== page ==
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About Hepatitis a
Hepatitis A is a liver disease caused by an infection of the hepatitis A virus (HAV). One of several hepatitis diseases, hepatitis A is highly contagious. HAV may be spread through close contact - including sexual contact - with an individual who has the disease or through consuming a substance that has been contaminated with trace amounts of fecal matter.
- Eating raw shellfish that has been contaminated with sewer water
- Consuming food prepared by someone who did not properly wash hands after using the bathroom
- Consuming produce that has not been properly washed
- Drinking water contaminated with fecal matter
- Recreational drug use (especially injected drugs)
- Close contact with an infected individual
HAV infects the liver, causing inflammation and decreased function.
- Nausea & vomiting
- Stomach pain
- Light-colored stool
- Jaundice (yellowing of the skin and whites of the eyes)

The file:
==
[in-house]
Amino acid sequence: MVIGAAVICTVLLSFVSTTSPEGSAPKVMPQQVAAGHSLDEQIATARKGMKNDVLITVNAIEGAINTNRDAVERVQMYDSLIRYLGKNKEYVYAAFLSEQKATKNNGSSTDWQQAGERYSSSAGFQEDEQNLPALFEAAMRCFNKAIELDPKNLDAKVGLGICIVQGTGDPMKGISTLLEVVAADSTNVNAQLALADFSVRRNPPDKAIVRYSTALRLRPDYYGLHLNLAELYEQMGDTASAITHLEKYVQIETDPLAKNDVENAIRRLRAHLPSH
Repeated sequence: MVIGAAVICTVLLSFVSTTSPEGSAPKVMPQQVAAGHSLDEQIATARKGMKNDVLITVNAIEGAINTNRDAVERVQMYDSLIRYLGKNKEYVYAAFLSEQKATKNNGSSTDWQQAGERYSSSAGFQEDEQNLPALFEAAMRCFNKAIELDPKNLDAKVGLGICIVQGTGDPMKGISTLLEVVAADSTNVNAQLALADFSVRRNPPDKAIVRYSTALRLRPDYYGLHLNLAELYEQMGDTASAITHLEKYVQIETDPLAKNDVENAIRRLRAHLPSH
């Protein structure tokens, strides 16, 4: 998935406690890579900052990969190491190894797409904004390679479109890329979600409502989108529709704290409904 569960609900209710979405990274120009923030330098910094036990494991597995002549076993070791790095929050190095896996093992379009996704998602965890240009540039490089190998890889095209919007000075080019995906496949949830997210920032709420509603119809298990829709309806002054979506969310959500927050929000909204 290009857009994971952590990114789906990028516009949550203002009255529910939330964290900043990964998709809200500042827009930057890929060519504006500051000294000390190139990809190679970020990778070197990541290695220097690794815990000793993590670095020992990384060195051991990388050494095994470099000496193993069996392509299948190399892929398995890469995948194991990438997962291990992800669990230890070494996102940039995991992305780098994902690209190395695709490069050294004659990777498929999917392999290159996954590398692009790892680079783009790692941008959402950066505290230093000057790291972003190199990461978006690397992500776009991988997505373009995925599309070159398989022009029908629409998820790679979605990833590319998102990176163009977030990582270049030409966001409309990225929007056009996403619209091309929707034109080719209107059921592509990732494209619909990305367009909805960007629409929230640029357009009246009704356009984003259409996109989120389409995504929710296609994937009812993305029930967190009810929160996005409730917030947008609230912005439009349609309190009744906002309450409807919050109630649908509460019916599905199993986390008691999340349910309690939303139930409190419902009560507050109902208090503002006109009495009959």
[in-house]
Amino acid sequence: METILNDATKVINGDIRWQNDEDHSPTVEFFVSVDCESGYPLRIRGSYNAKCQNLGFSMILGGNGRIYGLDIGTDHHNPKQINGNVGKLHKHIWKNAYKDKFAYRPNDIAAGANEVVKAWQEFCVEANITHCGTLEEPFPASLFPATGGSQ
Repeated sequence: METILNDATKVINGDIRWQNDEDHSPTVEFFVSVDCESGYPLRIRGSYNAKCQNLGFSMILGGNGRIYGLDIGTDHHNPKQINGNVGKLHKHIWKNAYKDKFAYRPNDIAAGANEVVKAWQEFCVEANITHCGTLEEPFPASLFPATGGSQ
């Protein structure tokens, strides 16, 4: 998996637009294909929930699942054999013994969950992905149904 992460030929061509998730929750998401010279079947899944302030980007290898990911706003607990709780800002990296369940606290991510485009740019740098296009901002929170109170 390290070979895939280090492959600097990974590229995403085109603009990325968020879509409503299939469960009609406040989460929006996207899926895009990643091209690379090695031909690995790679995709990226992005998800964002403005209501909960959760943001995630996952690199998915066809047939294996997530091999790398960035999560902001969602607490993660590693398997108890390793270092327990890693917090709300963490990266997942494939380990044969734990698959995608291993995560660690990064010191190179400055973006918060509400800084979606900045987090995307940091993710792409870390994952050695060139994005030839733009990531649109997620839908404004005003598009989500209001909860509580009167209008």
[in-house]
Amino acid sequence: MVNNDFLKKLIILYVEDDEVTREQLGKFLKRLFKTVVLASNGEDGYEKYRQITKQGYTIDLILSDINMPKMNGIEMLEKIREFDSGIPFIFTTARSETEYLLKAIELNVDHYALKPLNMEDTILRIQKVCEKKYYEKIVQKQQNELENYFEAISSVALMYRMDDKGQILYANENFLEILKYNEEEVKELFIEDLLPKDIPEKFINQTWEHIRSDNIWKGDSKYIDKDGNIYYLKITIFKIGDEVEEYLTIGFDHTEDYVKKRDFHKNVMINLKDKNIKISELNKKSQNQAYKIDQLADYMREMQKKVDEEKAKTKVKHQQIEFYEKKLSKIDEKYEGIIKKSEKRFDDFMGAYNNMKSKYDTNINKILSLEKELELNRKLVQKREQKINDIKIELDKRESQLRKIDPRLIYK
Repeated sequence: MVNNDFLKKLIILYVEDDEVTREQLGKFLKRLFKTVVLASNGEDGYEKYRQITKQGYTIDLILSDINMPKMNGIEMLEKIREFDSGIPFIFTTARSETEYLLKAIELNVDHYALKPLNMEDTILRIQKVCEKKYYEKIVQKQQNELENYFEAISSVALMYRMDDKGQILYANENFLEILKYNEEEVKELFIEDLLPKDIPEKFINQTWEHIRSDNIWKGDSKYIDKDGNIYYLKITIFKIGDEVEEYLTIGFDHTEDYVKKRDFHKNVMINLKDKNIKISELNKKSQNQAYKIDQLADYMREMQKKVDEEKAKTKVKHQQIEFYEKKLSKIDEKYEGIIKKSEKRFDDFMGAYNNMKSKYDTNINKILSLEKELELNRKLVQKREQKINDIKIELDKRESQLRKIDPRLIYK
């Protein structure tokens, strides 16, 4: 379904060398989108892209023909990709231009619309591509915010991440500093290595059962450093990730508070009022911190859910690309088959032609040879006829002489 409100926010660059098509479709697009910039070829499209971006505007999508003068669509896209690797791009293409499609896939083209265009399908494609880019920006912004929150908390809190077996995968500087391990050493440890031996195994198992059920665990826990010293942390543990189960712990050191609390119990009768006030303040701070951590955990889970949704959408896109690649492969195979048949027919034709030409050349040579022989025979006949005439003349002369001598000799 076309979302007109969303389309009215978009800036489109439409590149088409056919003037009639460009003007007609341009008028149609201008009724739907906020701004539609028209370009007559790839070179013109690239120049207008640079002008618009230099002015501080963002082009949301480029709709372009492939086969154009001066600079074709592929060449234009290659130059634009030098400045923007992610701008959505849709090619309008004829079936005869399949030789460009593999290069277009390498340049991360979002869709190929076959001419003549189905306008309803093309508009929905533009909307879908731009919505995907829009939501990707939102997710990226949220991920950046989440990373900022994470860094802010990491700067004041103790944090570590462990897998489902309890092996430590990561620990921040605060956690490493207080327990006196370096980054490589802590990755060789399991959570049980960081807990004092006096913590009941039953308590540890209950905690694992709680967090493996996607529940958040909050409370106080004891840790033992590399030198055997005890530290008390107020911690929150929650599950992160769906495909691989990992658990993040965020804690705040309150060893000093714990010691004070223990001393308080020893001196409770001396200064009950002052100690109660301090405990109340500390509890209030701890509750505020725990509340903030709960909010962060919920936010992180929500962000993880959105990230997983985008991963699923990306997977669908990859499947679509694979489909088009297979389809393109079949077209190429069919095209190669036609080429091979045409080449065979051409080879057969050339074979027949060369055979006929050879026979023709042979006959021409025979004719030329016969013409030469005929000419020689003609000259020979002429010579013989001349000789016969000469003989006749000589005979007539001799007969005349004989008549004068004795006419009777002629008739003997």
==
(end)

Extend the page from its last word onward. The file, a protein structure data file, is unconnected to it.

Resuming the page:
- Dark urine
Most mild cases of hepatitis A will go away without medical treatment and do not result in liver failure or liver damage. However, older adults and those with chronic liver disease are at risk of experiencing liver failure caused by hepatitis A. If you are experiencing a combination of the symptoms above, or have had contact with someone recently diagnosed with hepatitis A, contact your health care provider right away to treat the disease.
Practicing good hygiene, namely, washing your hands thoroughly after restroom use and before handling food are the best methods to prevent an infection from the hepatitis A virus.
Many cases of hepatitis A result in relatively mild symptoms and do not require treatment. However, there are a number of steps you can take to reduce your symptoms and encourage recovery. During your appointment, talk to your provider about the treatment plan that’s right for you.